The exploitation of graduate students is also especially clear. In their researching or editing for advisers, their own publishing and presentating, in their efforts in putting together a conference or conference panel — all this is basic for propping up the academic hierarchies that rule them: journals, conferences, professional associations, etc. These unpaid accomplishments are then touted by department chairs and deans to draw in new recruits and money in an endless jostling for program prestige.

WHAT’S AT STAKE

Are students workers? The answer matters a great deal for radical organizing on a campus.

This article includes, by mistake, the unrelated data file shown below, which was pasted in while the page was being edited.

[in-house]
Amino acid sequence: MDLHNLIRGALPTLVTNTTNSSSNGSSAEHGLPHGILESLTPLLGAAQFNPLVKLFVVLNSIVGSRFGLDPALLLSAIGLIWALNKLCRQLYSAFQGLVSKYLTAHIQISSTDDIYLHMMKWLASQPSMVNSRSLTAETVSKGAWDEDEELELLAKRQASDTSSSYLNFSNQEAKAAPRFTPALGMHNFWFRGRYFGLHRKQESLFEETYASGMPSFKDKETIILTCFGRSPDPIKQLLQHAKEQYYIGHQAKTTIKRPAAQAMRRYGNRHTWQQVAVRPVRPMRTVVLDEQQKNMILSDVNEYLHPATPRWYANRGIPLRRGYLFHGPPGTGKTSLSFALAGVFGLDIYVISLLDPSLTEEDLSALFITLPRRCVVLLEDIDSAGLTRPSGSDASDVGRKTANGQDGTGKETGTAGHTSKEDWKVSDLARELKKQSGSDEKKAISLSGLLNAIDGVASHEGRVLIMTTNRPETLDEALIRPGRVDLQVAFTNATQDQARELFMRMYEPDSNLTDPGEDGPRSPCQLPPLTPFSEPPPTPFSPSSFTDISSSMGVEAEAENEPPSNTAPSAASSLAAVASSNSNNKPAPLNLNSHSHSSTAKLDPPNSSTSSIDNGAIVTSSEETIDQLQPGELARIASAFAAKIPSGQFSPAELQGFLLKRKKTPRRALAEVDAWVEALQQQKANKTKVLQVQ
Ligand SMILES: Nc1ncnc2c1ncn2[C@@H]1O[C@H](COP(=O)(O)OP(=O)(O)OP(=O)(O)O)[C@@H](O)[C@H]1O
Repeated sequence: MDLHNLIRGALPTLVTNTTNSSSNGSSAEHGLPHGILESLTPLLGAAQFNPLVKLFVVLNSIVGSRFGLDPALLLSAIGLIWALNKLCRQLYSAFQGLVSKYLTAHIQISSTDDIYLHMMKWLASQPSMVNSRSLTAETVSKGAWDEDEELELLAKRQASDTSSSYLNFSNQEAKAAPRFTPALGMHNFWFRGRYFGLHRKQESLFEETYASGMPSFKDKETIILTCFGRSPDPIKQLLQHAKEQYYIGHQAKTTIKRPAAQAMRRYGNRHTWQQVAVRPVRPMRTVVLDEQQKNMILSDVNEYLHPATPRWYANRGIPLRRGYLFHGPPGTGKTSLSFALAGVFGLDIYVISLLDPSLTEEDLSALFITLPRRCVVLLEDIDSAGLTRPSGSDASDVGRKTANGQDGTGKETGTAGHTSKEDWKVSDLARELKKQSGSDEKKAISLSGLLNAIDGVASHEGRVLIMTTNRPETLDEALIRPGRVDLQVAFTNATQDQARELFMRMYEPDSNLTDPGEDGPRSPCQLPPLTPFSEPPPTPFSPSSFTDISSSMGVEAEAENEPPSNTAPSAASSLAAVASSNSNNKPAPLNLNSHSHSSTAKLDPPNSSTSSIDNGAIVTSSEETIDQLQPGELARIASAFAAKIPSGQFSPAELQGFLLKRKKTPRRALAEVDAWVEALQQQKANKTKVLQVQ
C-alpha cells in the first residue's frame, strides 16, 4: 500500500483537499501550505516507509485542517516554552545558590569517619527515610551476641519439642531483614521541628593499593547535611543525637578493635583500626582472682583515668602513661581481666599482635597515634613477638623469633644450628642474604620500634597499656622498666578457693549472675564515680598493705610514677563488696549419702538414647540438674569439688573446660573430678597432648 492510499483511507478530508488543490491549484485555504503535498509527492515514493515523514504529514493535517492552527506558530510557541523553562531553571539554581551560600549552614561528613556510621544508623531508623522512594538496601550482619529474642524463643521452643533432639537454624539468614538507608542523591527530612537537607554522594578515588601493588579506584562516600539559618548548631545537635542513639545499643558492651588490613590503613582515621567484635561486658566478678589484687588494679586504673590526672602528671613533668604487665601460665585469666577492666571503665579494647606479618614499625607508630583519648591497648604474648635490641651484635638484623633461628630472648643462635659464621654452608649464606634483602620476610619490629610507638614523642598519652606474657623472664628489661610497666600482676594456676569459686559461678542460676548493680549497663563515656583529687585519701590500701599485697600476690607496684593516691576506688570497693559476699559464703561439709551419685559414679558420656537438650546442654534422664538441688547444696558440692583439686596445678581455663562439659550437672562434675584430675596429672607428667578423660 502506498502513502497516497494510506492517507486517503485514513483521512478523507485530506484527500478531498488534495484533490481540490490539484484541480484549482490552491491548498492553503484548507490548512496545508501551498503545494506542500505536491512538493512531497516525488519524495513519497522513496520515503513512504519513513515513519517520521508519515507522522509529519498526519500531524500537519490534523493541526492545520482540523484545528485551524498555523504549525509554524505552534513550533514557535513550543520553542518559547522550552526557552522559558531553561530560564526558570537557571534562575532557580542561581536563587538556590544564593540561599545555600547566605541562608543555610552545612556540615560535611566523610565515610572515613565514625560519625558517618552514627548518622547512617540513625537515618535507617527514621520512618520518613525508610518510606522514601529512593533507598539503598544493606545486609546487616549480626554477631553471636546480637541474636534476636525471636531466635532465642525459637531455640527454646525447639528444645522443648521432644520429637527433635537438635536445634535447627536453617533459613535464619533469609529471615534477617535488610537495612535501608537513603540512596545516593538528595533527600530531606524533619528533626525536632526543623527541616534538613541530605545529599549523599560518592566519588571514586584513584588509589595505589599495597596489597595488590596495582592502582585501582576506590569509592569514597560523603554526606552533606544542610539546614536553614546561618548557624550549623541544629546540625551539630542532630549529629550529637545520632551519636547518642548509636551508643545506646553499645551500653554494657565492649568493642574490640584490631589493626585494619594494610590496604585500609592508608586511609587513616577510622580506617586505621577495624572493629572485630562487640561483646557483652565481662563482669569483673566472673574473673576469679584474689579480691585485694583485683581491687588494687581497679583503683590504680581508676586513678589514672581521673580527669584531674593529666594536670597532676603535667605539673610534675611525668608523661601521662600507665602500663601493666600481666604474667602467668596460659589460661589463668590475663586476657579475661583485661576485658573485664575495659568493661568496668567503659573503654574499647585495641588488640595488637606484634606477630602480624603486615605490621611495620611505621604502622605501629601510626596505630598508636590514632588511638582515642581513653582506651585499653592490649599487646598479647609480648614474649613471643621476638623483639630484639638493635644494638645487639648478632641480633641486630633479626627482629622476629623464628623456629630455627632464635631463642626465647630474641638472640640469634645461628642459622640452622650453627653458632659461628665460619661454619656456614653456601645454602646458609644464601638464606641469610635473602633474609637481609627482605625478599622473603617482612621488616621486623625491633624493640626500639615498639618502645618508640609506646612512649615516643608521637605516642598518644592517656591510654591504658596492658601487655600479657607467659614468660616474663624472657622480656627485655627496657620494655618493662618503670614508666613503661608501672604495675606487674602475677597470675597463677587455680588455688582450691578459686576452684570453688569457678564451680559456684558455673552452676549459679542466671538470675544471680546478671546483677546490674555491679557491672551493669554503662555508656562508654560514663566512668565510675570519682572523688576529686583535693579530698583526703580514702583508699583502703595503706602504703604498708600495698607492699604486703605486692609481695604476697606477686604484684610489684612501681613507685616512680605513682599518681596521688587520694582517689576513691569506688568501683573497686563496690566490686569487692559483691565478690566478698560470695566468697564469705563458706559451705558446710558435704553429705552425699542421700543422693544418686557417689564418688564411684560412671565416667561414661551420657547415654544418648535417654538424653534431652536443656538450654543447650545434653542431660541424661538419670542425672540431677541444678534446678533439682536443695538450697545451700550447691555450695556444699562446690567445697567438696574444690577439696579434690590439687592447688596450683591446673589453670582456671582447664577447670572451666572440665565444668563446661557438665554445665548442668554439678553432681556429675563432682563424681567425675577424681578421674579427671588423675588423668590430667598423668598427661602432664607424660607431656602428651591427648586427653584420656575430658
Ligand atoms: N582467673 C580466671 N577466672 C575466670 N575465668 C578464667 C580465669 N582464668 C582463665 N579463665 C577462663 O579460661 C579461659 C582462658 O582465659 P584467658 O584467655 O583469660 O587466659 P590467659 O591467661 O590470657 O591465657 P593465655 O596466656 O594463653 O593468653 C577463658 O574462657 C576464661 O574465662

As consumers, of course, students can have an important influence on campus. This is especially true as public funding for universities is being cut and budgets are more tuition-driven. That logic, though, can cut both ways. If students are consumers first and foremost, it is easier for administrators to sell students on their reactionary policies. Cutting teacher or staff costs or building flashy new buildings to boost a school’s prestige can seem like the kinds of brand improvements any consumer would want.

But if students are primarily education workers, they can be a powerful force of class struggle on-campus.

Building more powerful campus labor struggles

Students are the overwhelming majority of people on a college campus. The operation of a campus depends on student labor — class-work, activity-work, waged work, etc. Yet that mass of people is often deeply fractured. Student organizing is too often “siloed” into an array of separate struggles with little connection to the struggles of other campus workers.